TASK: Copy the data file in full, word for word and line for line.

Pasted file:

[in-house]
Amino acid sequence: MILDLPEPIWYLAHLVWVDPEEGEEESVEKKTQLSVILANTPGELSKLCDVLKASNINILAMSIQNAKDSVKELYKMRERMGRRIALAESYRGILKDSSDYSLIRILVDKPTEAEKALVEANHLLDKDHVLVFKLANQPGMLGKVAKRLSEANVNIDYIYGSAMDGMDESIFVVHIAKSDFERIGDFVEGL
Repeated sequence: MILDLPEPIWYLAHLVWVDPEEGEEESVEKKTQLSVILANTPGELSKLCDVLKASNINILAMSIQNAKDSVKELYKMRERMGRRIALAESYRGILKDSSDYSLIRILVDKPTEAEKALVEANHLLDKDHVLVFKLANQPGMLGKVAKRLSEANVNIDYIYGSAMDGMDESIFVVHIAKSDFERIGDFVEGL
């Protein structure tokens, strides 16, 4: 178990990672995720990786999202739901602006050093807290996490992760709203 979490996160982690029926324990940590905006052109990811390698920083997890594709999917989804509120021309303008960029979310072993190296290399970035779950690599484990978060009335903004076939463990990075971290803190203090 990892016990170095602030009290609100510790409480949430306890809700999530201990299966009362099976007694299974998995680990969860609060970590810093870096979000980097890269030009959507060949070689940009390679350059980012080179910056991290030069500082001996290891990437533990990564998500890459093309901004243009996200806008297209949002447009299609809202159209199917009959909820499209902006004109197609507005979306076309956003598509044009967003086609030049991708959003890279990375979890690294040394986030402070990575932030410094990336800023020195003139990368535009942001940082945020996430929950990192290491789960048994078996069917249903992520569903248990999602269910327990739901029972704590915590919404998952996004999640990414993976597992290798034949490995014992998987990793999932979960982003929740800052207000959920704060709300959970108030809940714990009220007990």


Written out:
[in-house]
Amino acid sequence: MILDLPEPIWYLAHLVWVDPEEGEEESVEKKTQLSVILANTPGELSKLCDVLKASNINILAMSIQNAKDSVKELYKMRERMGRRIALAESYRGILKDSSDYSLIRILVDKPTEAEKALVEANHLLDKDHVLVFKLANQPGMLGKVAKRLSEANVNIDYIYGSAMDGMDESIFVVHIAKSDFERIGDFVEGL
Repeated sequence: MILDLPEPIWYLAHLVWVDPEEGEEESVEKKTQLSVILANTPGELSKLCDVLKASNINILAMSIQNAKDSVKELYKMRERMGRRIALAESYRGILKDSSDYSLIRILVDKPTEAEKALVEANHLLDKDHVLVFKLANQPGMLGKVAKRLSEANVNIDYIYGSAMDGMDESIFVVHIAKSDFERIGDFVEGL
């Protein structure tokens, strides 16, 4: 178990990672995720990786999202739901602006050093807290996490992760709203 979490996160982690029926324990940590905006052109990811390698920083997890594709999917989804509120021309303008960029979310072993190296290399970035779950690599484990978060009335903004076939463990990075971290803190203090 990892016990170095602030009290609100510790409480949430306890809700999530201990299966009362099976007694299974998995680990969860609060970590810093870096979000980097890269030009959507060949070689940009390679350059980012080179910056991290030069500082001996290891990437533990990564998500890459093309901004243009996200806008297209949002447009299609809202159209199917009959909820499209902006004109197609507005979306076309956003598509044009967003086609030049991708959003890279990375979890690294040394986030402070990575932030410094990336800023020195003139990368535009942001940082945020996430929950990192290491789960048994078996069917249903992520569903248990999602269910327990739901029972704590915590919404998952996004999640990414993976597992290798034949490995014992998987990793999932979960982003929740800052207000959920704060709300959970108030809940714990009220007990």